[00:22:24] Dan Mcpherson: And so when you’re spending one out of every 20 hours, doing the things that move your business forward, and 19 of them doing other things you’re missing everywhere that you can be. And by the end of this year, I’ll be at over 75%. You never really get to a hundred, right?

[00:22:38] There’s there are things that need to be done, things that you’re not going to fully avoid, but I’ll be at 75. And I tell people to target two thirds of their time, at least. And if they can get there, they’re going to have a very effective rhythm. 

[00:22:53] Kris Ward: Yeah. And you know what? You sound like a very smart numbers guy.

[00:22:56] And so you’re really able to break that down where most of us just get so lost in the crazy that you can’t see straight. Right. And then you just constantly feel like you’re moving further and further away the goal is. And at some point you don’t even know what the plans are. So I think it’s, I mean, obviously you’re really articulate with that type of stuff.

[00:23:14] I try to give examples all the time and, you know, we just think somehow under the world of entrepreneur, that we’re this magical. Unicorn that’s different, but you know, like when you’re building a house, you know, you know that the contractor doesn’t try to learn how to do electricity and do this and do that and sell it.

[00:23:31] And, you know, he doesn’t take on all these things. The house would never get built. It would take years and years and years nevermind learning it. Even if he knew how to be electrician and a carpenter, him doing one thing at a time, you know, would delay that, sell selling of that house, which means that delays the next project, which delays the business.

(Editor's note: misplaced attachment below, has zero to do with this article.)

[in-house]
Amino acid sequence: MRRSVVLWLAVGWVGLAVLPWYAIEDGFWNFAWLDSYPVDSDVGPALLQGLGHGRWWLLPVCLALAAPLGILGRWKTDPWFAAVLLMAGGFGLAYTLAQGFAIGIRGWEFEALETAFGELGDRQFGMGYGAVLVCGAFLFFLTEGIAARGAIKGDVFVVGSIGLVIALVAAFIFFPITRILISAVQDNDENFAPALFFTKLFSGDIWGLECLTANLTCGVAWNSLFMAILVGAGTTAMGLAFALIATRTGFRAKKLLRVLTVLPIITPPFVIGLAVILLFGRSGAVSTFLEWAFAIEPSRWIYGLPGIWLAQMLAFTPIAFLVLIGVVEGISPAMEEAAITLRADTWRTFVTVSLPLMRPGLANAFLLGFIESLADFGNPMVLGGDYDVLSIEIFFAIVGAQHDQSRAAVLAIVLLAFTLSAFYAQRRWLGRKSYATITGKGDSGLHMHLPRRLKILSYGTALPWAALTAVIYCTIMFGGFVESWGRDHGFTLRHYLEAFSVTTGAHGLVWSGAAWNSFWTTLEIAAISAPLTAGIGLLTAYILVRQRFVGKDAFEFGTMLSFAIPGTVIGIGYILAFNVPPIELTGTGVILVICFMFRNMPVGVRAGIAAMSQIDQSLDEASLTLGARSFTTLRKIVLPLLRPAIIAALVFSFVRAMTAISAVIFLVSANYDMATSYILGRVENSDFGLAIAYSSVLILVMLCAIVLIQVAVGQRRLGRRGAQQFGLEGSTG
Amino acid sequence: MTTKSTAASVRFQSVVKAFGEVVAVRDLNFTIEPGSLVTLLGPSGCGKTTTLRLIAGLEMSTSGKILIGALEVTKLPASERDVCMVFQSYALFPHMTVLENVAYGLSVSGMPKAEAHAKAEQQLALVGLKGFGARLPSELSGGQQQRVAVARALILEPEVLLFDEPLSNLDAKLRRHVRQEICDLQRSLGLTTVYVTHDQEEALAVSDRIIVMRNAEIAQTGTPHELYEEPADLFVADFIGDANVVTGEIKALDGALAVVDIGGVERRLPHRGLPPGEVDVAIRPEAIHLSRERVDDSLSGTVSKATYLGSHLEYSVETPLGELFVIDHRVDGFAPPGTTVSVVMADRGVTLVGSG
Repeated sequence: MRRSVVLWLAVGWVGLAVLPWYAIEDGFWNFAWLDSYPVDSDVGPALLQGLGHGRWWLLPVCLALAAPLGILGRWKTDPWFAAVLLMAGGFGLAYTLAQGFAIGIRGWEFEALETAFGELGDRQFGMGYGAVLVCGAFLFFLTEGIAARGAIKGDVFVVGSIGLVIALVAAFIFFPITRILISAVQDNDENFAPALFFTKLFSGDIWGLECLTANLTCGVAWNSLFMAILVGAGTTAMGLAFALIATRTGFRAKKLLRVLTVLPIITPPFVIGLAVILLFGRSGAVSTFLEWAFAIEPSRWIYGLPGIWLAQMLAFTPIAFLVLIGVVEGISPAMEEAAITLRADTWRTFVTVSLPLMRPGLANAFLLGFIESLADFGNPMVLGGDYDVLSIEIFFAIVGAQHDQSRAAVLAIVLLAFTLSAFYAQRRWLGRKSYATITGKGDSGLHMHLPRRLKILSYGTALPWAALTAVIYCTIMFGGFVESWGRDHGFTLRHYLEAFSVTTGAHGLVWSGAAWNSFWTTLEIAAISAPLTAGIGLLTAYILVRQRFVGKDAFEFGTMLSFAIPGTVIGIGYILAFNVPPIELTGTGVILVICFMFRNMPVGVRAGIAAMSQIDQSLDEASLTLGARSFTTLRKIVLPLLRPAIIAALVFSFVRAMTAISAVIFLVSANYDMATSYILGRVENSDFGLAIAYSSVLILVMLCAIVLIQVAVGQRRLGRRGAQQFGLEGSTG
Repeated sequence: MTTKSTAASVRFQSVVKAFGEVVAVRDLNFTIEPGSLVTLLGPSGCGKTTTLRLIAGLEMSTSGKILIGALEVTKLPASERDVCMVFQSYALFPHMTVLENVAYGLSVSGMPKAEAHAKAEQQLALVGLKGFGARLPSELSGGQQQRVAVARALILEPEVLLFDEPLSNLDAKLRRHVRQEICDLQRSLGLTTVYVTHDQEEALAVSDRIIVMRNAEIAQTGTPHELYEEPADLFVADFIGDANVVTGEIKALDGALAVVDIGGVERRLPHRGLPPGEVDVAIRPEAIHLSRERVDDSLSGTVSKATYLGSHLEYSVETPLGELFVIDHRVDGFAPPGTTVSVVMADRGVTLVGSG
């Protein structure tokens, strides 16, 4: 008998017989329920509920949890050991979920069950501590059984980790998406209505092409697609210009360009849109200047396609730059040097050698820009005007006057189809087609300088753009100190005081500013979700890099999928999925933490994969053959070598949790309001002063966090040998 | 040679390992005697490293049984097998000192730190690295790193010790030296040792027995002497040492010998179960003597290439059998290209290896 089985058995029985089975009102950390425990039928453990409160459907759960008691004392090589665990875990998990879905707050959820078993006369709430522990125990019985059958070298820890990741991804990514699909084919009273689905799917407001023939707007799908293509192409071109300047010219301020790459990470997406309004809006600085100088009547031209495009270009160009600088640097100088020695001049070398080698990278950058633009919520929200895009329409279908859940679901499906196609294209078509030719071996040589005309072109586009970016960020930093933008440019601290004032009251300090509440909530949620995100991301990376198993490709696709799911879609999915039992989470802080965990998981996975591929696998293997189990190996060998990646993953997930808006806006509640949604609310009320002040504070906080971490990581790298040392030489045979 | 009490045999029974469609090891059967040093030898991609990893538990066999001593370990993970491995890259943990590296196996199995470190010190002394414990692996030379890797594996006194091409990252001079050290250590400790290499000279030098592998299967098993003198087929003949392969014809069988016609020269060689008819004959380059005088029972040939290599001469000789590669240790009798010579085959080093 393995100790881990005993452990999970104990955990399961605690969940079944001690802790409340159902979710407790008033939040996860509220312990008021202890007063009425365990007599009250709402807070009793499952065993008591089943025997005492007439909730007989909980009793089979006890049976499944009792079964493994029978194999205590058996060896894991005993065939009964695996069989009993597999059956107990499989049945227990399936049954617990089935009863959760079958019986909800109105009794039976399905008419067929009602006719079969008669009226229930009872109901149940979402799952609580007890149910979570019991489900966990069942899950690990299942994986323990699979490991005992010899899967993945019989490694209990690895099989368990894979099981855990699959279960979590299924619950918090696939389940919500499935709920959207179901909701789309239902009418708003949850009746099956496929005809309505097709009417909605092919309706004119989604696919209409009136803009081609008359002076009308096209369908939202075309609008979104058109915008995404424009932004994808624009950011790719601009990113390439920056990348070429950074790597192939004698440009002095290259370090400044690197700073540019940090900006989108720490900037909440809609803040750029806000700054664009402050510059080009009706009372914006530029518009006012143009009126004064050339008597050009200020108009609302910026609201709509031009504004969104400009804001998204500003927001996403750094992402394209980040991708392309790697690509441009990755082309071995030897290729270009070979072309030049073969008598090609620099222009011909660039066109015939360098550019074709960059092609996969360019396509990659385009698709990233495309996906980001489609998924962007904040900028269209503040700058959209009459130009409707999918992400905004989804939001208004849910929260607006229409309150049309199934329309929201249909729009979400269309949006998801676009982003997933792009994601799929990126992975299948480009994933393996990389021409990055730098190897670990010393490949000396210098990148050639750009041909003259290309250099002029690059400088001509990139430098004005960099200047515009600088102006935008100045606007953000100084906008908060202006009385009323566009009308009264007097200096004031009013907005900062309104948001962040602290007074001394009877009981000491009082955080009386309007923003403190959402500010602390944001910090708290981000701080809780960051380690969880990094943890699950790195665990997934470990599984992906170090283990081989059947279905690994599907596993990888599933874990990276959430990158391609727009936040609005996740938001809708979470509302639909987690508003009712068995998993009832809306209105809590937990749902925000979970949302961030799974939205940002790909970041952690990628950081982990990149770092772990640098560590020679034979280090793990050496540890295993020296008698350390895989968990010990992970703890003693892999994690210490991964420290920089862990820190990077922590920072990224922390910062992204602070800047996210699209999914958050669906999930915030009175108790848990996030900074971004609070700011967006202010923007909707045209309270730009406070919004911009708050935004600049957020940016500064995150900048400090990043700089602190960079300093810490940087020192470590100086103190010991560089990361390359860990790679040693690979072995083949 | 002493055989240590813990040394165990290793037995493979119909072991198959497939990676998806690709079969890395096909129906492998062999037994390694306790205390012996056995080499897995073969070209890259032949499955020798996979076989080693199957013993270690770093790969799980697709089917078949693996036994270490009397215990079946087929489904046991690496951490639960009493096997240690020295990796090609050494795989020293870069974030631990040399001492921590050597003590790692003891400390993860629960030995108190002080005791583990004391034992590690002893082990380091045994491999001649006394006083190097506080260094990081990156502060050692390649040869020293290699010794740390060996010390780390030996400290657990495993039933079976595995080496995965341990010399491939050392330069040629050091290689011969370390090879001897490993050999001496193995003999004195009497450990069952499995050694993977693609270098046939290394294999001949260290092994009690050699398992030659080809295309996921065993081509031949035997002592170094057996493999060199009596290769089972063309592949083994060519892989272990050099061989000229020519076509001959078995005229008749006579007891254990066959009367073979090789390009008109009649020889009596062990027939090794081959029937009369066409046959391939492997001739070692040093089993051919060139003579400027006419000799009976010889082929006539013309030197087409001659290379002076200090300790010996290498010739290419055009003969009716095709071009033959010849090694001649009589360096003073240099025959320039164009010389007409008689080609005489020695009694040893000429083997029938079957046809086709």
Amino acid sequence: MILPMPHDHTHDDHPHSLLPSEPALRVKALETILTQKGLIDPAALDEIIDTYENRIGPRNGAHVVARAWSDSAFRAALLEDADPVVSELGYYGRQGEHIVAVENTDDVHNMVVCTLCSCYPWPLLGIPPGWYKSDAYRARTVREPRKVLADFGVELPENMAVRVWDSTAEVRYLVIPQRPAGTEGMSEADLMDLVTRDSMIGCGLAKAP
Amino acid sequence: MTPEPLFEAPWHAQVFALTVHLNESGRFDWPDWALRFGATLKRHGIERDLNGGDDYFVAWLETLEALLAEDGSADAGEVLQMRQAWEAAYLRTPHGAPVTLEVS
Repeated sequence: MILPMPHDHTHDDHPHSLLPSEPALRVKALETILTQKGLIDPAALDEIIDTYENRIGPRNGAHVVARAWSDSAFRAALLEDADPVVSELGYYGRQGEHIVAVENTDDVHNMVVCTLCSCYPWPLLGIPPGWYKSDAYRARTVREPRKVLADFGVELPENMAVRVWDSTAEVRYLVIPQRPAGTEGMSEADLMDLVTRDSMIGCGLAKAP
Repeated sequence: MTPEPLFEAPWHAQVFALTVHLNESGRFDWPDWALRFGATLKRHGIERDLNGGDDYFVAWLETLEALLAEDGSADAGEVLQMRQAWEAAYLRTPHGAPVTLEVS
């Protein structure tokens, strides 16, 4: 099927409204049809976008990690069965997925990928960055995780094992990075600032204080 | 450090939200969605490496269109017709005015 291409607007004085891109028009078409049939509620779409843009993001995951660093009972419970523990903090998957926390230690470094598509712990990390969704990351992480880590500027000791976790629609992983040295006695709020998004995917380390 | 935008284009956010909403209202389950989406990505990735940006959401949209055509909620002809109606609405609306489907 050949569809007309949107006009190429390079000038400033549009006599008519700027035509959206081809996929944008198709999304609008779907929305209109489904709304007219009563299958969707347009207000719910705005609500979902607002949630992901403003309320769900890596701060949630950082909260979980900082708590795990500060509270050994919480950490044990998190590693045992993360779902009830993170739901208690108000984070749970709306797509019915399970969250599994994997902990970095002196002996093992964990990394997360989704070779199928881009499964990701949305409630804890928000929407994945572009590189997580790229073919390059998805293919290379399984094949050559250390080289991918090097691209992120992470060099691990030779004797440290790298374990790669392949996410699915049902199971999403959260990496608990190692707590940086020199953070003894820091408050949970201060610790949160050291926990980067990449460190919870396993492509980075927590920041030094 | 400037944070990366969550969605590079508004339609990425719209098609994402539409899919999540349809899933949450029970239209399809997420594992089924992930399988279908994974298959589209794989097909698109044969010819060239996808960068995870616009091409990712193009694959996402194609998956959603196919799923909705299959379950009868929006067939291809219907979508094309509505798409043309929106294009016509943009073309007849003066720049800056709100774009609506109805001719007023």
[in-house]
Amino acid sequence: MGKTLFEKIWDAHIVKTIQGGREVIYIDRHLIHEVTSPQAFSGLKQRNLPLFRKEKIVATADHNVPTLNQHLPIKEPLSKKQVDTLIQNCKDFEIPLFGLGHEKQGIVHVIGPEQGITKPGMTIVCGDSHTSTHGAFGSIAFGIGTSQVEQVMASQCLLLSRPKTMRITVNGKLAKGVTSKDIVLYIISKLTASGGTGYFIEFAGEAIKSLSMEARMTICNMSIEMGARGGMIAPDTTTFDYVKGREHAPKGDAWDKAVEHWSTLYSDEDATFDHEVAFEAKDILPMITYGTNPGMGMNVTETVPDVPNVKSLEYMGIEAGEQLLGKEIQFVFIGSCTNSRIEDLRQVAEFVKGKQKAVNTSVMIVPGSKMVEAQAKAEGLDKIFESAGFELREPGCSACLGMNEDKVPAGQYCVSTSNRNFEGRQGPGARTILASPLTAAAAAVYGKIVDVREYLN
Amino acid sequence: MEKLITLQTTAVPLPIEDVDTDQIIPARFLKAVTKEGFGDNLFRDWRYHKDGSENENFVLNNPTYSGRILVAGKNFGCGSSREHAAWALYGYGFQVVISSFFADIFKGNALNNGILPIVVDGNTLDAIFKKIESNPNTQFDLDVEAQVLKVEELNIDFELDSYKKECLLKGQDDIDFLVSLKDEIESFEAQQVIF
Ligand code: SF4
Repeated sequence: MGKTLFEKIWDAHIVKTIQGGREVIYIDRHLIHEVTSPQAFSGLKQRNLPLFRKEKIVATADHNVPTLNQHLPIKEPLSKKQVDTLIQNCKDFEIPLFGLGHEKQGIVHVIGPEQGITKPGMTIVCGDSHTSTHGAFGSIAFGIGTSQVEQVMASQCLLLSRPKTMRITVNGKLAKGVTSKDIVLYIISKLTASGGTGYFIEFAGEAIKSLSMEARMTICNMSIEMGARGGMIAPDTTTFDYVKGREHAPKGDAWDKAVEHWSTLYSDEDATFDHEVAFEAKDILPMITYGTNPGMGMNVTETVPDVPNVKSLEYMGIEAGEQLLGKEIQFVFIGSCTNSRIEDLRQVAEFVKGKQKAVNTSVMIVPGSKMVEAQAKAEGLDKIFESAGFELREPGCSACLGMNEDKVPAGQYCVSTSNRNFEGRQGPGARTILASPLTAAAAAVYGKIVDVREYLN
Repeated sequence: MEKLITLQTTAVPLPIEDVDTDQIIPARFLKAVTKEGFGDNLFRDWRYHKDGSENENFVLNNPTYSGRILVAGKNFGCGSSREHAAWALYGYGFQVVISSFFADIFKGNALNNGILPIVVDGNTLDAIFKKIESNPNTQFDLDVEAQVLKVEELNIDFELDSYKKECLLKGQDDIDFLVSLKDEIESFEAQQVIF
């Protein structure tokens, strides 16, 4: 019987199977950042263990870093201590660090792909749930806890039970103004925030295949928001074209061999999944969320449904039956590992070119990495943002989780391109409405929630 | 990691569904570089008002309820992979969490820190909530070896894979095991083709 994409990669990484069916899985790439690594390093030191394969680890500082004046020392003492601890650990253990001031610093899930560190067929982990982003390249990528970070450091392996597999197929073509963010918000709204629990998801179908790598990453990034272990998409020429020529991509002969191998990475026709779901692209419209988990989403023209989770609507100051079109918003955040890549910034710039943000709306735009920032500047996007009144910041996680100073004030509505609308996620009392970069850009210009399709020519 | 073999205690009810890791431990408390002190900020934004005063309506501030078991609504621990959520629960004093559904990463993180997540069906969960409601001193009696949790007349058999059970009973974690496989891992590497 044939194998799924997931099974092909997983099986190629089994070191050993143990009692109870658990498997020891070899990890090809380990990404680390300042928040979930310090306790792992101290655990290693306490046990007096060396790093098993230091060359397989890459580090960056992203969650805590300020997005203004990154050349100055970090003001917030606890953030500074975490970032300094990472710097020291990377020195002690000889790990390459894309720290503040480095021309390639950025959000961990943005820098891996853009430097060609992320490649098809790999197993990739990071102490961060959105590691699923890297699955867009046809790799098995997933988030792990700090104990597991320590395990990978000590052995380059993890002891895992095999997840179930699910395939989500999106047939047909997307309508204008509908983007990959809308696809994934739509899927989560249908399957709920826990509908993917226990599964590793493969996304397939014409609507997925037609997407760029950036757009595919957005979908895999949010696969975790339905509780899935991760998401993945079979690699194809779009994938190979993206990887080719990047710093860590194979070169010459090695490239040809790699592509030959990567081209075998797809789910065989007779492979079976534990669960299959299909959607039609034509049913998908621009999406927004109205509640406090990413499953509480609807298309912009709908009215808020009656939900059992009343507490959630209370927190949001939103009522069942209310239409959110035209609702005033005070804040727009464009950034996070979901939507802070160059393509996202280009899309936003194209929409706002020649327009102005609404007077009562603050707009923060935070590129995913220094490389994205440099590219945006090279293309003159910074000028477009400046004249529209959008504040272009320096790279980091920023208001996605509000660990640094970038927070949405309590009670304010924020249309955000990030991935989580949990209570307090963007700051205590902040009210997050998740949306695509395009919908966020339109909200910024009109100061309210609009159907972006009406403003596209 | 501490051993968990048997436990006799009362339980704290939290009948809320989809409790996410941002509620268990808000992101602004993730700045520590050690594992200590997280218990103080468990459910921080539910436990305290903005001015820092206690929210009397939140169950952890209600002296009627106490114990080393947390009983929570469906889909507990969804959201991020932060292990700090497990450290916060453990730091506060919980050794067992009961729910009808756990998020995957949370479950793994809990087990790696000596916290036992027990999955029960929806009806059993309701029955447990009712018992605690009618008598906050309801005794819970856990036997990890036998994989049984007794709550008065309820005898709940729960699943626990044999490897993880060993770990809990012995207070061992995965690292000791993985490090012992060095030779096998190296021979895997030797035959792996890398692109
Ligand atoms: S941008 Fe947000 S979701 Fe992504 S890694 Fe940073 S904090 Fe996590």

[00:23:47] And so you might sell one house in three years, which doesn’t sustain a business, right? We know that, but when it’s you behind the desk, I always thought I could go longer, harder, faster, get up earlier and make up for it. 

[00:23:59] Dan Mcpherson: Yeah. It’s a very common conception. And one that I dealt with as well, right. Is if I just push harder, I will get there.

[00:24:06] But it all comes back to what you said earlier, which is understanding our own value. One of the first conversations I have with many of my clients is to help them connect with their own value. I don’t know that I have a client that would say, or, or after we have the conversation would say that they were worth less than $50 an hour.

[00:24:25] And once you start doing that, you ask, okay. Is, is this task worth $50 an hour because that’s what I’m actually spending. If I go spend five hours on something, I just spent $250 or in my case, I would put that number higher. But if that’s the case and you say is that five hours is what I’m going to get out of it worth two 50, the then, and the answer is no.